The 2010 Cornerstone Cellars Cabernet Sauvignon releases reflect well this vision. They are very different wines telling two distinct stories. We make different wines for that very reason as we find each expresses aspects of the Napa Valley well worth telling. By Napa Valley standards 2010 was a cooler vintage, which means by Bordeaux standards it was a a very good year. It reemphasizes my opinion that the problem vintages in Napa are the hot ones , not the cooler ones. The cooler weather helped us towards our goal to make balanced wines. While the "big wine" folks struggled with 2010, we loved it.
The 2010 Cornerstone Cellars Napa Valley Cabernet Sauvignon expresses the personality of three exceptional vineyards: Ink Grade on Howell Mountain, Oakville Station in the To Kalon district and Kairos in Oak Knoll. They weave together to produce a wine that reflects the character of the Napa Valley as a whole. The power and structure of Howell Mountain combines with the rich velvety Oakville Station and both are lifted by the bright aromatics and freshness of Kairos. However, cabernet sauvignon alone does not tell the whole story in this wine. Often I find that cabernet sauvignon on its own has a big start and finish, but can be a bit hollow in the middle. Here is where cabernet franc and merlot come in. A touch of merlot fills that hole in the middle and brings a beautiful silky texture. Cabernet franc is like MSG in a dish lifting and defining flavors. Together they achieve umami, that elusive savory personality that defines great wine.
The 2010 Cornerstone Cellars Howell Mountain Cabernet Sauvignon is a wine of time and place. Sourced from the organically farmed Ink Grade Vineyard on the high slopes on the east side of Howell Mountain. Grown on the distinctive powdery, white tufa soils as contrasted to the red, clay based soils on many Howell Mountain vineyards, this is a firmly structured wine, which we make to express, not hide its richly tannic character. This is a wine born and made to age. I recommend waiting five or more years to let the many layers in this wine to expand and integrate. If you can't wait an hour or two in a decanter will help reveal the treasures still hiding in this young wine. Once again, a small touch of merlot is added to expand the textures on the palate.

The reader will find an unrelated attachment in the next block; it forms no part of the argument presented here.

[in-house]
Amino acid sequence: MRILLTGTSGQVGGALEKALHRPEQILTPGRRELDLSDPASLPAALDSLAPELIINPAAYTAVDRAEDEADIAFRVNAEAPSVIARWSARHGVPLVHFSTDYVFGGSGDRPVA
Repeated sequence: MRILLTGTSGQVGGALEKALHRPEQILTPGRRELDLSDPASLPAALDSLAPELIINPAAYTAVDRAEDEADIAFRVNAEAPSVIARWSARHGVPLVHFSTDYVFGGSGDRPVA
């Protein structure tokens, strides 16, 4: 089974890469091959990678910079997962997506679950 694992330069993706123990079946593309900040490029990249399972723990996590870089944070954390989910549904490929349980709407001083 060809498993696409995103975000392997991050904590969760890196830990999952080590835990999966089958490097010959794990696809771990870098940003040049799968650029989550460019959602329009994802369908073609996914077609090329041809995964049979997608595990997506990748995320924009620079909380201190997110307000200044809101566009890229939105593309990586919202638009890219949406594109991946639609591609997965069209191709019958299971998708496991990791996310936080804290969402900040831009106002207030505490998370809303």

Perhaps the most important thing to me is these wines give me the complete experience that I seek in wine: lifted aromatics, brightness on the palate, refreshing flavors and long, layered flavors that go on and on. Most of all they are wines that make me want a second glass. There is no such thing as a perfect wine, but in the fact that these wines purely represent the vineyard, vintage and varieties that gave them birth, I feel perfectly wonderful about them.
The baseball season is long, one hundred and sixty two games. After six months of effort it can come down to one game, indeed one swing of the bat. Months and months of effort can come down to one second.
Baseball, grapevines and winemakers start and end their seasons at the same time and in the same way. Some teams are happy to go home with a .500 season while for others nothing less than a championship will do. Every year we swing for the fences expecting nothing less of ourselves than winning it all.
Our season came to an end almost two weeks ago when we picked our two cabernet franc vineyards in the Napa Valley. As usual, although Oregon and California are neighbors, the vintage experience is very, very different. In the Napa Valley it was smooth as silk. The early flowering in the spring gave us all the time we wanted to ripen our fruit to the very point of perfection. In Oregon the pace was not as relaxed as an approaching storm forced us into high gear to get our fruit in before the rains hit, which we did.
Once again as in baseball, there is more than one way to win the game. The 2010 vintage may have been difficult and the 2012 vintage warm and benevolent, but we made excellent wines in both years. Most importantly we made wines of the vintage, letting the natural character of the wines nature gave us to speak their own minds. Perhaps the biggest difference between big industrial wineries and artisan producers like Cornerstone Cellars is that their wines taste the same every year and ours don't. In baseball "small ball" often wins games, but in winemaking there is only one way to the pennant and that is by swinging for the fences each and every year.
Now as we finish the 2013 harvest, we are releasing the Cornerstone Cellars Cabernets from the 2010 vintage and our Cornerstone Oregon Pinot and Chardonnay from the 2011 harvest, while the 2012's are still resting in their barrels. Each of them tells the story of our dance with Mother Nature every vintage and we are confident you will find each of their stories as compelling as we do.